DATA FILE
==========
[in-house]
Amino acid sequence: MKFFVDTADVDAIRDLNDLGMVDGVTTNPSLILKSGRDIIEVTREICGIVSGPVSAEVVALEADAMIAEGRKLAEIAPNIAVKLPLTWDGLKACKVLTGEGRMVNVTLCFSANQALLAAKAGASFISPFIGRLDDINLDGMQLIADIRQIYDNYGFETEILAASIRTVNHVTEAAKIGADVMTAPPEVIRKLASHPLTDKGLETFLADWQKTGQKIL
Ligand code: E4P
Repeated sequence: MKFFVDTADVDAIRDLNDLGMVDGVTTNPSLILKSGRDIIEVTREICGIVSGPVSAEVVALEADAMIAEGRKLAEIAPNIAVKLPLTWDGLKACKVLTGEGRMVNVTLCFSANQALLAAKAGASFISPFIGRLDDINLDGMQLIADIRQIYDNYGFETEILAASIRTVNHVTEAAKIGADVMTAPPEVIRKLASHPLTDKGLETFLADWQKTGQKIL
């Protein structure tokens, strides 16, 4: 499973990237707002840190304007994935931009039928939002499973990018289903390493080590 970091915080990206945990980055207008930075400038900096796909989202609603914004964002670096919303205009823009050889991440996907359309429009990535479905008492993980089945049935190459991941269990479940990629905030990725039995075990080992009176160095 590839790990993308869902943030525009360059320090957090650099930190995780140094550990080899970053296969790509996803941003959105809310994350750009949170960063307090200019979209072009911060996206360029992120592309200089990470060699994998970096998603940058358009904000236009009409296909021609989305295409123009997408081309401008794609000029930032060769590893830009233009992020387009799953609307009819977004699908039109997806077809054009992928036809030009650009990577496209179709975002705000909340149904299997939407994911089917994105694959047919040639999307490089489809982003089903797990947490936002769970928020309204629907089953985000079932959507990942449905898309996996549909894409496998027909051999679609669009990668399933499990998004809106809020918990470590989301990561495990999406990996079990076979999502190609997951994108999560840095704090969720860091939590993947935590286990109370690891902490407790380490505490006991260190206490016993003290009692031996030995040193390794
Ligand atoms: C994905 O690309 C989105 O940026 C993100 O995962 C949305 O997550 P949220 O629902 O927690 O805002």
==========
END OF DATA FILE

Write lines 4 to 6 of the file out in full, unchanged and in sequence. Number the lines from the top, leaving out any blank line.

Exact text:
Repeated sequence: MKFFVDTADVDAIRDLNDLGMVDGVTTNPSLILKSGRDIIEVTREICGIVSGPVSAEVVALEADAMIAEGRKLAEIAPNIAVKLPLTWDGLKACKVLTGEGRMVNVTLCFSANQALLAAKAGASFISPFIGRLDDINLDGMQLIADIRQIYDNYGFETEILAASIRTVNHVTEAAKIGADVMTAPPEVIRKLASHPLTDKGLETFLADWQKTGQKIL
């Protein structure tokens, strides 16, 4: 499973990237707002840190304007994935931009039928939002499973990018289903390493080590 970091915080990206945990980055207008930075400038900096796909989202609603914004964002670096919303205009823009050889991440996907359309429009990535479905008492993980089945049935190459991941269990479940990629905030990725039995075990080992009176160095 590839790990993308869902943030525009360059320090957090650099930190995780140094550990080899970053296969790509996803941003959105809310994350750009949170960063307090200019979209072009911060996206360029992120592309200089990470060699994998970096998603940058358009904000236009009409296909021609989305295409123009997408081309401008794609000029930032060769590893830009233009992020387009799953609307009819977004699908039109997806077809054009992928036809030009650009990577496209179709975002705000909340149904299997939407994911089917994105694959047919040639999307490089489809982003089903797990947490936002769970928020309204629907089953985000079932959507990942449905898309996996549909894409496998027909051999679609669009990668399933499990998004809106809020918990470590989301990561495990999406990996079990076979999502190609997951994108999560840095704090969720860091939590993947935590286990109370690891902490407790380490505490006991260190206490016993003290009692031996030995040193390794
Ligand atoms: C994905 O690309 C989105 O940026 C993100 O995962 C949305 O997550 P949220 O629902 O927690 O805002």